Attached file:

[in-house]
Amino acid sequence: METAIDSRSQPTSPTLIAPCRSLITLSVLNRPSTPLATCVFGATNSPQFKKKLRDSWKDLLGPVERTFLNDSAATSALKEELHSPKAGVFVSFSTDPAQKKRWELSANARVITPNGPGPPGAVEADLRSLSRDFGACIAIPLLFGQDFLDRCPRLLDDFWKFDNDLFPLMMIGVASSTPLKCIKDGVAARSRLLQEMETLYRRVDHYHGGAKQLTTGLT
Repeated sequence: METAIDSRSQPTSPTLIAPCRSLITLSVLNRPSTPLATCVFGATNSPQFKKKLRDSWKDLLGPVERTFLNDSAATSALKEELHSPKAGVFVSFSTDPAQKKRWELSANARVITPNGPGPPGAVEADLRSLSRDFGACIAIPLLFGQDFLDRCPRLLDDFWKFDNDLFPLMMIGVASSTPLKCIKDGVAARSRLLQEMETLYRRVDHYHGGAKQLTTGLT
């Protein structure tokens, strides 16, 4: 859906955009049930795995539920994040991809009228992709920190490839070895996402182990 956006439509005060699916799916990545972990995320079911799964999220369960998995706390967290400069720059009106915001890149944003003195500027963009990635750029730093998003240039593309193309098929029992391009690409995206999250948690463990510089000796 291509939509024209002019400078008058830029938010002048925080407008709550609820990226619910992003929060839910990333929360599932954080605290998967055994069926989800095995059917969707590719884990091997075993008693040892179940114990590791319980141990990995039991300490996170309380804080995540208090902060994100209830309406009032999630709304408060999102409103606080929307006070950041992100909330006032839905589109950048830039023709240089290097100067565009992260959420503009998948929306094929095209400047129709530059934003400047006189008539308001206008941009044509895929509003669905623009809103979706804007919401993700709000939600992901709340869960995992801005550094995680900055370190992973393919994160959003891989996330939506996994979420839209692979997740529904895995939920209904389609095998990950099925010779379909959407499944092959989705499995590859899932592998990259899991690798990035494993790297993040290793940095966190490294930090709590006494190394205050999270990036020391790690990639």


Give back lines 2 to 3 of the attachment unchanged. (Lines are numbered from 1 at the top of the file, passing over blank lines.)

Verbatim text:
Amino acid sequence: METAIDSRSQPTSPTLIAPCRSLITLSVLNRPSTPLATCVFGATNSPQFKKKLRDSWKDLLGPVERTFLNDSAATSALKEELHSPKAGVFVSFSTDPAQKKRWELSANARVITPNGPGPPGAVEADLRSLSRDFGACIAIPLLFGQDFLDRCPRLLDDFWKFDNDLFPLMMIGVASSTPLKCIKDGVAARSRLLQEMETLYRRVDHYHGGAKQLTTGLT
Repeated sequence: METAIDSRSQPTSPTLIAPCRSLITLSVLNRPSTPLATCVFGATNSPQFKKKLRDSWKDLLGPVERTFLNDSAATSALKEELHSPKAGVFVSFSTDPAQKKRWELSANARVITPNGPGPPGAVEADLRSLSRDFGACIAIPLLFGQDFLDRCPRLLDDFWKFDNDLFPLMMIGVASSTPLKCIKDGVAARSRLLQEMETLYRRVDHYHGGAKQLTTGLT